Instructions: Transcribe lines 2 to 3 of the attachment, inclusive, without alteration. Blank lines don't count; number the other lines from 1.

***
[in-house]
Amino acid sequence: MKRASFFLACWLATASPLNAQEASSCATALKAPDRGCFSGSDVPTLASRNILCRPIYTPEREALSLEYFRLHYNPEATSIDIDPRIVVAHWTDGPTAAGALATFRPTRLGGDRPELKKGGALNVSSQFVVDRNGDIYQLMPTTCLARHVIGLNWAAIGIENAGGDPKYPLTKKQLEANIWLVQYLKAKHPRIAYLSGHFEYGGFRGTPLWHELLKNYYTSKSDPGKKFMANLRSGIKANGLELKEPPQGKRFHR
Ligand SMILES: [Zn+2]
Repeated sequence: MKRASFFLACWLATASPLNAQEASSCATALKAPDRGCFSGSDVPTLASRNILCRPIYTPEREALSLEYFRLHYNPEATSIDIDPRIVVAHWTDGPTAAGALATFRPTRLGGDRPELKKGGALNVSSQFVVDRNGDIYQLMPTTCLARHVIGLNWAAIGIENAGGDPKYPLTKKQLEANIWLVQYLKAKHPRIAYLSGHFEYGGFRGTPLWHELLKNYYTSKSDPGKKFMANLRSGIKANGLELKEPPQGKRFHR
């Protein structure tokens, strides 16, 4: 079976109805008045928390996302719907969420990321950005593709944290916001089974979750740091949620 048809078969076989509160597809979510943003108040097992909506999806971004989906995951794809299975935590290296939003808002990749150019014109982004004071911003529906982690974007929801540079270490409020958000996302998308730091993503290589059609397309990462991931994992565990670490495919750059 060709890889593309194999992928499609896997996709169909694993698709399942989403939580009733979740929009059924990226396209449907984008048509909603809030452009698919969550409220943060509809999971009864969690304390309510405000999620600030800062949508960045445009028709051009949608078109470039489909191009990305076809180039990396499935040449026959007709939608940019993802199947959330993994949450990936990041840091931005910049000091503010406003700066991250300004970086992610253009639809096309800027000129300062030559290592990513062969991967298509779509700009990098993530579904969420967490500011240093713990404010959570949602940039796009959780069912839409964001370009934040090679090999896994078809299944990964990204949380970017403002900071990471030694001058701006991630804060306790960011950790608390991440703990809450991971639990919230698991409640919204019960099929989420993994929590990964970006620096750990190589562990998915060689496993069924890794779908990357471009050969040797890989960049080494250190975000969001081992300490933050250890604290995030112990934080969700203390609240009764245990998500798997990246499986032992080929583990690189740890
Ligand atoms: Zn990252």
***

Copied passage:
Amino acid sequence: MKRASFFLACWLATASPLNAQEASSCATALKAPDRGCFSGSDVPTLASRNILCRPIYTPEREALSLEYFRLHYNPEATSIDIDPRIVVAHWTDGPTAAGALATFRPTRLGGDRPELKKGGALNVSSQFVVDRNGDIYQLMPTTCLARHVIGLNWAAIGIENAGGDPKYPLTKKQLEANIWLVQYLKAKHPRIAYLSGHFEYGGFRGTPLWHELLKNYYTSKSDPGKKFMANLRSGIKANGLELKEPPQGKRFHR
Ligand SMILES: [Zn+2]